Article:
EV: There are so many ways to find success in this industry, you don’t have to just be a competitive snowboarder, you don’t just have to be a park rider, you don’t have to just be a backcountry rider, so finding your own path and truly believing in yourself because without the belief in yourself no one is going to believe in you. It all starts within, so I think that young girls, just being aware of this stuff, just having these conversations, is going to make coming over these roadblocks so much easier for them because they are aware of them and they’ve seen others experience it. Changes do happen, but it takes an army to do that.
“Changes do happen, but it takes an army to do that”
MH: My home resort has a club and, in the club, there are more girls than boys so that’s beautiful news. And I try to take one day every season to spend time with the girls and share moments and I think that’s really important.
Tell us a bit about the FWT program Girls Just Want To Have POW. How can it help to grow women’s involvement in freeriding?
EV: We did a stop in Austria, it Kicking Horse, and it was just a female ride day but it wasn’t super well organised.
MH: It wasn’t easy to catch all the girls at the same time because we’ve got busy days.
If done properly, do you think it could help inspire girls to get more involved?
EV: Absolutely! You give girls an opportunity to get together and empower each other of course it’s going to get everyone stoked and make people feel like they can do stuff. I think we should be doing that kind of stuff all the time like going to all these places. There are probably all these people who want to do this stuff with the athletes. There’s a lot of things like that that could be helping to build the female side of it.
There’s already quite a few organised riding days for girls out there but the majority of them are park-based. Would be cool to get events like these to inspire girls to get into the backcountry because it can be quite intimidating…
EV: And dangerous too. The backcountry is serious. I think if there were more inclusive things, even like avalanche awareness and certifications, like, wow.
“You give girls an opportunity to get together and empower each other of course it’s going to get everyone stoked and make people feel like they can do stuff”
It is intimidating but I’ve noticed that people are super-duper welcoming to newcomers, which I sort of understand, sort of don’t. Everybody’s got to start somewhere, and as long as you’re willing to learn and humble and respect the mountains, you should have the same opportunities to get out there. But I feel like if you are the token girl, trying to tag along with the guy group, you might get denied while with some other dudes it’d be like ‘Yeah you can come along with us, it’s totally fine’.
MH: I think, there are so many things. In Chamonix, we have an association to get girls to go into the backcountry. It’s only for girls and the name of the club is “Lead the climb”. It’s a very cool association and you can promote alpine riding, ski touring… It’s pretty new, only two or three years old, and I know so many other associations that encourage girls to go into the backcountry so it’s on its way.
We’re looking forward to this change and hopefully, there will be more girls who get out there and will be able to ride together.
EV: Exactly and that’s why it was so much fun yesterday, we finally got all the girls from the snowboard category together and we all went and rode which has never happened.
MH: Yesterday was great! We shared the day together with the girls, that was really cool.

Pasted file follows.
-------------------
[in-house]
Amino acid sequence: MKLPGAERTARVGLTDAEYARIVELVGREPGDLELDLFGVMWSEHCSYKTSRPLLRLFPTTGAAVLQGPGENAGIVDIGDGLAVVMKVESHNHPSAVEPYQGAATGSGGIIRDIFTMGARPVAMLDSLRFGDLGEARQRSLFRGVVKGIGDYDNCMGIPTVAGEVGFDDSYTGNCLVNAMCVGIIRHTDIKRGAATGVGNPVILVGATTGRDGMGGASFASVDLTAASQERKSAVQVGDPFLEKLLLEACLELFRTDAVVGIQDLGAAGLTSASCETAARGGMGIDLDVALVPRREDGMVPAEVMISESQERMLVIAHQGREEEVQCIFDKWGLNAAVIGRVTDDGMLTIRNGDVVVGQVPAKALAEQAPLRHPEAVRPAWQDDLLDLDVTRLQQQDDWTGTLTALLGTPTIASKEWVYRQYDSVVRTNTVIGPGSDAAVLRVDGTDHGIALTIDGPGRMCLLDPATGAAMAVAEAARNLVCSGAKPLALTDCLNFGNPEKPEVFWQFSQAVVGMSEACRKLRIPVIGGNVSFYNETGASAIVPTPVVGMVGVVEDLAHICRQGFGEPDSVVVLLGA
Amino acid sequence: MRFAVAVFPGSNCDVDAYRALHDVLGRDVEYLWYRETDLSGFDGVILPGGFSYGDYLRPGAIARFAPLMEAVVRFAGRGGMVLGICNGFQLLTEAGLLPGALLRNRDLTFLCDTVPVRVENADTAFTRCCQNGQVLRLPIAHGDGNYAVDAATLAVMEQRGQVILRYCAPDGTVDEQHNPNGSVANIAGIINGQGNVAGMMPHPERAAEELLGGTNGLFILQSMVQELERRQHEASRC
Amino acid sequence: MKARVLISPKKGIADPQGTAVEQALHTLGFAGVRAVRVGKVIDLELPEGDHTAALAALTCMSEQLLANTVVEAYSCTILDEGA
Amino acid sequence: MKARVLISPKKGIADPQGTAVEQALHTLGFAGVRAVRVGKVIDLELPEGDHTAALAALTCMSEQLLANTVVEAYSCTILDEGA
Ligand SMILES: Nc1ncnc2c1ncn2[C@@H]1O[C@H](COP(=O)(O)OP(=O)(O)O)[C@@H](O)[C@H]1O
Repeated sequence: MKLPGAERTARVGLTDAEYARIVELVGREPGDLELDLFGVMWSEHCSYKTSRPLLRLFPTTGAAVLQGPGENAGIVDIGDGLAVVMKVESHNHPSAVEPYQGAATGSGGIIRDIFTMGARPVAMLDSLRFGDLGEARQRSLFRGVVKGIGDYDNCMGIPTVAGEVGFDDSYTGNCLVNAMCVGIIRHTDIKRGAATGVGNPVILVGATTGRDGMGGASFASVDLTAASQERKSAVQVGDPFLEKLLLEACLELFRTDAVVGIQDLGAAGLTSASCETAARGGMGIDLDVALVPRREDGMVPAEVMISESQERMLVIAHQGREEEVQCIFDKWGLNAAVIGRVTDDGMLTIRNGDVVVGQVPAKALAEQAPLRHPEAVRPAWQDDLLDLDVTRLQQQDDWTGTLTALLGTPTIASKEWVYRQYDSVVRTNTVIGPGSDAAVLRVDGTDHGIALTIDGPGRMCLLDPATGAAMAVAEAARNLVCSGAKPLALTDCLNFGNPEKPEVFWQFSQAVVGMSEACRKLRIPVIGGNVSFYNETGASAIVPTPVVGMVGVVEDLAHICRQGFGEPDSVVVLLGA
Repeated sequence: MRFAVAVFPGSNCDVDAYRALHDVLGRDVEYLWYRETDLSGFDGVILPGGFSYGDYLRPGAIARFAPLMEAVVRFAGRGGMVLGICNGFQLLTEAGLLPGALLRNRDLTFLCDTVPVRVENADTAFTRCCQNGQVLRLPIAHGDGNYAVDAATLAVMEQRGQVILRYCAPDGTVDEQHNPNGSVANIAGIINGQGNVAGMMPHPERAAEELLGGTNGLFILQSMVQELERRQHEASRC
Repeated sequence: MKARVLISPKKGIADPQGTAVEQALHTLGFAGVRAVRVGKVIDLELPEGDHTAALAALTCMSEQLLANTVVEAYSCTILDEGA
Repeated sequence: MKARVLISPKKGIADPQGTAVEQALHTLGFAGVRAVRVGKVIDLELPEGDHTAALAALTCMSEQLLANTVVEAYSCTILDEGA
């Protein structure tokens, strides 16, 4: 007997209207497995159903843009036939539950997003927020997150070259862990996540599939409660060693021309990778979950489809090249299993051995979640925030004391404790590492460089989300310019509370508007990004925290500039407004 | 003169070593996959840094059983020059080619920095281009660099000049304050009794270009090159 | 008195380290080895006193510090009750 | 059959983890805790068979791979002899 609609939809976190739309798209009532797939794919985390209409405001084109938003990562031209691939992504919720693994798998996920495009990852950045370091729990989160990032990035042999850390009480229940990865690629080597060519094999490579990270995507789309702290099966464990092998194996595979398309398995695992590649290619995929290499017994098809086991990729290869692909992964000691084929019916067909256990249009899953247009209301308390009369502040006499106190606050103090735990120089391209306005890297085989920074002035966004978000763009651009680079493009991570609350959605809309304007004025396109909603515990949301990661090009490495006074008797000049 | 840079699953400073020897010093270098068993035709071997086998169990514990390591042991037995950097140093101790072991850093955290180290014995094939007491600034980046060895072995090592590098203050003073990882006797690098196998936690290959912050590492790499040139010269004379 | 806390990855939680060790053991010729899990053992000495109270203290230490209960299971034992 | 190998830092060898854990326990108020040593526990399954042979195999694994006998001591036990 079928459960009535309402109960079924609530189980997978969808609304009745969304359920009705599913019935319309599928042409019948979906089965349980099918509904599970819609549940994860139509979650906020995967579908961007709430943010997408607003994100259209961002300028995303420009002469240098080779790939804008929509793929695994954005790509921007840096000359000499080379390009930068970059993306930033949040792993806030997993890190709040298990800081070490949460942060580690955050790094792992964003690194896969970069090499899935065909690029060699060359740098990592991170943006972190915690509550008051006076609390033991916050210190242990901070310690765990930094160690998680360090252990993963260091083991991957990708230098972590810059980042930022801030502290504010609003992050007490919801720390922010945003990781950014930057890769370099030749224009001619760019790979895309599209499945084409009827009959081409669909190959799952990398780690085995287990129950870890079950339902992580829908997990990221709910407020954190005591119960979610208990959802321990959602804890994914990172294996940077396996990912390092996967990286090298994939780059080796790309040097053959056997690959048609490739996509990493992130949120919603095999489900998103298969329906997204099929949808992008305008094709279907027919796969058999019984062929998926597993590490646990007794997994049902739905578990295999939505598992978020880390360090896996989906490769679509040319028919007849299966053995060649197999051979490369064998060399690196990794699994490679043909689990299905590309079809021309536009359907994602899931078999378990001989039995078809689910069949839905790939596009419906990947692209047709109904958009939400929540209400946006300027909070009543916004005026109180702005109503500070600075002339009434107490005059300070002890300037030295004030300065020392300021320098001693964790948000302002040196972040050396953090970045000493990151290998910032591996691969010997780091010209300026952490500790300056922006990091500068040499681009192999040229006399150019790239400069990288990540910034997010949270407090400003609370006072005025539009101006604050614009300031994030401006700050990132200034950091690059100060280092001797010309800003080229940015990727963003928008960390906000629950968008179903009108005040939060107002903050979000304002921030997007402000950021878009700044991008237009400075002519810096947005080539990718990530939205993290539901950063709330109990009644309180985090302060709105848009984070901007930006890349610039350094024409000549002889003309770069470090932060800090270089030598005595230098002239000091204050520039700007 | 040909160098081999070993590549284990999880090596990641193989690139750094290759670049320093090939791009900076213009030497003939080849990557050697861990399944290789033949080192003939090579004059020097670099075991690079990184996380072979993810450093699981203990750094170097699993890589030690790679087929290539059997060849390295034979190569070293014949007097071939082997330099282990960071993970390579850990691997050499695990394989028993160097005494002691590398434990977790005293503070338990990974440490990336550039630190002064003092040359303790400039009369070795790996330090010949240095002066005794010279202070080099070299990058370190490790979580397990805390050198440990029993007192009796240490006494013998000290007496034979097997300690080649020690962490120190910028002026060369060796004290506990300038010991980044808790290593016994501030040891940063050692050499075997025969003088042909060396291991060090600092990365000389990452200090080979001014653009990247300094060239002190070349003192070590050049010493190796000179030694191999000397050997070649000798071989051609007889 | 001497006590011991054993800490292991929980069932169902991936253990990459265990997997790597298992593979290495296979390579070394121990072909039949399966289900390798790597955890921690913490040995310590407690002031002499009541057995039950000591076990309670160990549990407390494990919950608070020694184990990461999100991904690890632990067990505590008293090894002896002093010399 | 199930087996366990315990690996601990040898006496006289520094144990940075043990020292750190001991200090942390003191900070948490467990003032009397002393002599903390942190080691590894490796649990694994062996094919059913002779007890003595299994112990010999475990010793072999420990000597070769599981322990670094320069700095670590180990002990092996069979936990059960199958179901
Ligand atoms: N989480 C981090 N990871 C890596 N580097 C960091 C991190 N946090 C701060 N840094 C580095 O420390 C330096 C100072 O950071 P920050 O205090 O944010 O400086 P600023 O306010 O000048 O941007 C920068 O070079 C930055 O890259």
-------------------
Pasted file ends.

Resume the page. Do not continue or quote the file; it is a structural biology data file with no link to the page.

EV: We were riding this group of eight girls and everyone’s fucking ripping and it was so much fun. I was just thinking to myself like, man, I wish that it would be like this all the time, to have this crew to ride with. When I’m home I ride with all dudes and there’s one girl up there that I ride with, or I’m snowboarding by myself, and it was just so much fun to have that crew. It’s going to be very special for the next generation to have other females to ride with.
The next generation will blow some minds because they’ve seen our generation and the girls that came just before us and all of this pathway that has been laid down is going to give these girls such an amazing platform. I’m so excited to see what they can do with it
So, in a nutshell, what do you feel needs to change in order for women to get the same opportunities as men in snowboarding?
EV: I think it is the whole mindset. We’re just not used to seeing women in the narrative, you don’t even think twice about it. So, just having these kinds of conversations and bringing light to the issue.
There are incredible females out there and they are hungry and worth just as much as the guys. They’re doing shit that the guys are doing, they’re riding the same venues… I don’t even understand why we’re having this conversation, it’s fucking crazy. It’s just the world we’re conditioned to live in, we’re all used to not seeing women [snowboarding] and that’s been like engraved into our brain. So, trying to change that narrative is going to take some time, and it’s going to take shit loads of effort on all of our parts.
“I try my best every day and I don’t want to explain why I’m like this, why I’m at this level”
MH: I think it’s about stopping the comparison between men and women. To accept the girls how we are. We don’t have to compare the level of girls and guys all the time. I try my best and that’s it. I’m just tired of this comparison, about the levels, I don’t want to hear about it again.
I think we now have the chance to push women’s snowboarding in its own direction and not only compare it to men’s thanks to Instagram. Even though it’s not all the time a good thing, we can lead our own media as riders and I try to make clever posts for the next generation, to inspire girls to go outside, how to be confident and how to push themselves every day.
I don’t want to prove that I’m a girl. I try my best every day and I don’t want to explain why I’m like this, why I’m at this level. I do my best and I’m having fun, just like the guys.